From ancient times, Romans have regarded groves to be sacred. Besides Silvanus (the God of Forests), other Gods are worshipped in groves. Diana (Goddess of the Hunt) and Dea Dia (the Good Goddess) had dedicated groves where sacrifices were made. At other places, travelers would stop, rest, and then make offerings of fruit. I do that when I visit parks.
Romans have different classes of woodlands. A locus is a small wooded area with beams of light breaking through it. A nemus could be either an arboretum or a clearing in the woods. It could be consecrated or simply be a place of inspiration. In contrast, the lucar is the cool, dark and silent part of the woods. The natural forest is the silva, and the saltus, the wilderness. As a rule, Romans do not go into forests (lucar, silva) because of the strange spirits who lived there. Odd noises that come from the forest are often unnerving messages for them.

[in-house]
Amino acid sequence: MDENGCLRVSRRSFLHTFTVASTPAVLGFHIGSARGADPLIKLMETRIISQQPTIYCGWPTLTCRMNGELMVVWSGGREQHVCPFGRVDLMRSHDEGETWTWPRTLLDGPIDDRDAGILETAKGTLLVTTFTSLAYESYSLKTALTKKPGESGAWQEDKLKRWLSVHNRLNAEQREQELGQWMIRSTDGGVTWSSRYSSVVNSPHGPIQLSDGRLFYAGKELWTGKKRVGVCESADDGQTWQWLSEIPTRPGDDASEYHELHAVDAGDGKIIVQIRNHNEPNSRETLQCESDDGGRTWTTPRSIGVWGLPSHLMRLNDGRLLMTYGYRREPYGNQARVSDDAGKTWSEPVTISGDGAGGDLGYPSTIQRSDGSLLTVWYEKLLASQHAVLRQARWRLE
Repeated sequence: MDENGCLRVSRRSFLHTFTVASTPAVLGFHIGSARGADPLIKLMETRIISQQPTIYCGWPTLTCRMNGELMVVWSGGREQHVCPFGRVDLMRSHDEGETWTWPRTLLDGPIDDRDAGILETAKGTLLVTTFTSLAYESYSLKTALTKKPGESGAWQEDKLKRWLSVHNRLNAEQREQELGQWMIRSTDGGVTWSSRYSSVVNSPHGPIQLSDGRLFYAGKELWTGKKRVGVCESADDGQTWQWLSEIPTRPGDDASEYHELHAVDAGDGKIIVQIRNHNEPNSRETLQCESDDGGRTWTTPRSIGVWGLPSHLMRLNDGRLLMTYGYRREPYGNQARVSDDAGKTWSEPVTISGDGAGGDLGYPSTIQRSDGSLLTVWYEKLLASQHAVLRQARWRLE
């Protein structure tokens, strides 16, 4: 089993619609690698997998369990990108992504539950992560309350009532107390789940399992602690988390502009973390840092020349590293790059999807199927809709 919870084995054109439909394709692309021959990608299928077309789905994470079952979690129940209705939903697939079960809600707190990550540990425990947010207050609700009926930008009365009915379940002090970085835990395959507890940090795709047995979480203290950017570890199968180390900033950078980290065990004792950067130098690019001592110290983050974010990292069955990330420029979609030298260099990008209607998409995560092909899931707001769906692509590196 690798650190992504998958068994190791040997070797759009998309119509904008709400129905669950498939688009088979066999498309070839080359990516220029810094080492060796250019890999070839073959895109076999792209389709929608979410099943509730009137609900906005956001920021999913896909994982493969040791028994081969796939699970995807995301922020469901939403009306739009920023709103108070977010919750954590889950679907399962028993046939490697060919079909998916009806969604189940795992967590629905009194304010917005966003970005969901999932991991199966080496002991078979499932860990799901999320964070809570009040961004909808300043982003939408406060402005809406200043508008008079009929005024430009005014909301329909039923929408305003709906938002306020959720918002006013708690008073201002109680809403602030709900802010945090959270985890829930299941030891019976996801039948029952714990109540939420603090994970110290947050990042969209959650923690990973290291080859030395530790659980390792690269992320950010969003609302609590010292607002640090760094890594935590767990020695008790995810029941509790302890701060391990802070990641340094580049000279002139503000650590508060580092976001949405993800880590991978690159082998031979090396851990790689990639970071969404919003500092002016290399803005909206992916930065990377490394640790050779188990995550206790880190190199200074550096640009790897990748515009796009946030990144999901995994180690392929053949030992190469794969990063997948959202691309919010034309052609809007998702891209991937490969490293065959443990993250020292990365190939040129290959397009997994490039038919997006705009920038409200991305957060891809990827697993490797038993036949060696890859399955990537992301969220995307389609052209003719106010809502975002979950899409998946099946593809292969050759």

Silvanus, the God of Forests, Groves and Wild Fields, guards the forests. He governs the Children of Fauna and Faunus who dwell in the deep woods (saltus). Popular among Romans, Silvanus still receives much veneration. Although He has never had a temple, Silvanus is worshiped in the forests receiving the first fruits.
Note: Silvanus has other aspects:
Silvanus Domesticus: Guardian of the house
Silvanus Agrestis: the flocks
Silvanus Orientalis: the boundaries of the property